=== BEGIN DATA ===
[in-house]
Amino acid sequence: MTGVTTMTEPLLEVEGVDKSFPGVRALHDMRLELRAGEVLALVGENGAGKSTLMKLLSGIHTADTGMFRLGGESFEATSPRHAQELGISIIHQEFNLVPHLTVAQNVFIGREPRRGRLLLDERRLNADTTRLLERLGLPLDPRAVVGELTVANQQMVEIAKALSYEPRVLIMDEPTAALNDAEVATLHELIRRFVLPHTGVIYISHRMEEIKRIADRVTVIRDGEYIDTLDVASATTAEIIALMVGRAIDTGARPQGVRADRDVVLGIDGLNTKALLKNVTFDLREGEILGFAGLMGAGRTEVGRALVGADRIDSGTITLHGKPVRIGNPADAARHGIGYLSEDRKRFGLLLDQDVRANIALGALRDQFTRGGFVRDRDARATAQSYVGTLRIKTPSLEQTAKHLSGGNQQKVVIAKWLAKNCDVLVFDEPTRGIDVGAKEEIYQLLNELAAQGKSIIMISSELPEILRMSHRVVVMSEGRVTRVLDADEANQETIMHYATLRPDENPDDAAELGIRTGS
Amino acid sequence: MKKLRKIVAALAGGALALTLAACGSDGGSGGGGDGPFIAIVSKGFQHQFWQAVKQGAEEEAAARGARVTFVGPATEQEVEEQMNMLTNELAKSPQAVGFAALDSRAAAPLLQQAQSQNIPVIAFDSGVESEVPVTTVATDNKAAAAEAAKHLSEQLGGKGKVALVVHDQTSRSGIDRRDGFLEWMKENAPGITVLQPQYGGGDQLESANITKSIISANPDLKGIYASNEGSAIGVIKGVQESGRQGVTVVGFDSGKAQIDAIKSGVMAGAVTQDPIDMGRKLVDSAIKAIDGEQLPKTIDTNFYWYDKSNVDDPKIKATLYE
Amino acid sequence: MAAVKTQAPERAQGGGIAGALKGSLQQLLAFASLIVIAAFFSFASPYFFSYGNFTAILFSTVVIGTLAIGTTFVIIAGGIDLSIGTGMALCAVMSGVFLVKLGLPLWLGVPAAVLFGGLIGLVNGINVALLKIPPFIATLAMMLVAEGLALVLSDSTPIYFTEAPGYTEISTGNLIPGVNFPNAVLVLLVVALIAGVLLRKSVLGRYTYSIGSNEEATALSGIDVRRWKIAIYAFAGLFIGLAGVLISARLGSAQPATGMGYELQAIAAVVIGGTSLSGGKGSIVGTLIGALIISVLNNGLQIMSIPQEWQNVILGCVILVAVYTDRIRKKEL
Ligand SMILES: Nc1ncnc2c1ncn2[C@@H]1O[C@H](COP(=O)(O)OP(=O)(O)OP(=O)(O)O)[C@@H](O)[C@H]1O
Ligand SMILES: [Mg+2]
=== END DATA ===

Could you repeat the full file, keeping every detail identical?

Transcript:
[in-house]
Amino acid sequence: MTGVTTMTEPLLEVEGVDKSFPGVRALHDMRLELRAGEVLALVGENGAGKSTLMKLLSGIHTADTGMFRLGGESFEATSPRHAQELGISIIHQEFNLVPHLTVAQNVFIGREPRRGRLLLDERRLNADTTRLLERLGLPLDPRAVVGELTVANQQMVEIAKALSYEPRVLIMDEPTAALNDAEVATLHELIRRFVLPHTGVIYISHRMEEIKRIADRVTVIRDGEYIDTLDVASATTAEIIALMVGRAIDTGARPQGVRADRDVVLGIDGLNTKALLKNVTFDLREGEILGFAGLMGAGRTEVGRALVGADRIDSGTITLHGKPVRIGNPADAARHGIGYLSEDRKRFGLLLDQDVRANIALGALRDQFTRGGFVRDRDARATAQSYVGTLRIKTPSLEQTAKHLSGGNQQKVVIAKWLAKNCDVLVFDEPTRGIDVGAKEEIYQLLNELAAQGKSIIMISSELPEILRMSHRVVVMSEGRVTRVLDADEANQETIMHYATLRPDENPDDAAELGIRTGS
Amino acid sequence: MKKLRKIVAALAGGALALTLAACGSDGGSGGGGDGPFIAIVSKGFQHQFWQAVKQGAEEEAAARGARVTFVGPATEQEVEEQMNMLTNELAKSPQAVGFAALDSRAAAPLLQQAQSQNIPVIAFDSGVESEVPVTTVATDNKAAAAEAAKHLSEQLGGKGKVALVVHDQTSRSGIDRRDGFLEWMKENAPGITVLQPQYGGGDQLESANITKSIISANPDLKGIYASNEGSAIGVIKGVQESGRQGVTVVGFDSGKAQIDAIKSGVMAGAVTQDPIDMGRKLVDSAIKAIDGEQLPKTIDTNFYWYDKSNVDDPKIKATLYE
Amino acid sequence: MAAVKTQAPERAQGGGIAGALKGSLQQLLAFASLIVIAAFFSFASPYFFSYGNFTAILFSTVVIGTLAIGTTFVIIAGGIDLSIGTGMALCAVMSGVFLVKLGLPLWLGVPAAVLFGGLIGLVNGINVALLKIPPFIATLAMMLVAEGLALVLSDSTPIYFTEAPGYTEISTGNLIPGVNFPNAVLVLLVVALIAGVLLRKSVLGRYTYSIGSNEEATALSGIDVRRWKIAIYAFAGLFIGLAGVLISARLGSAQPATGMGYELQAIAAVVIGGTSLSGGKGSIVGTLIGALIISVLNNGLQIMSIPQEWQNVILGCVILVAVYTDRIRKKEL
Ligand SMILES: Nc1ncnc2c1ncn2[C@@H]1O[C@H](COP(=O)(O)OP(=O)(O)OP(=O)(O)O)[C@@H](O)[C@H]1O
Ligand SMILES: [Mg+2]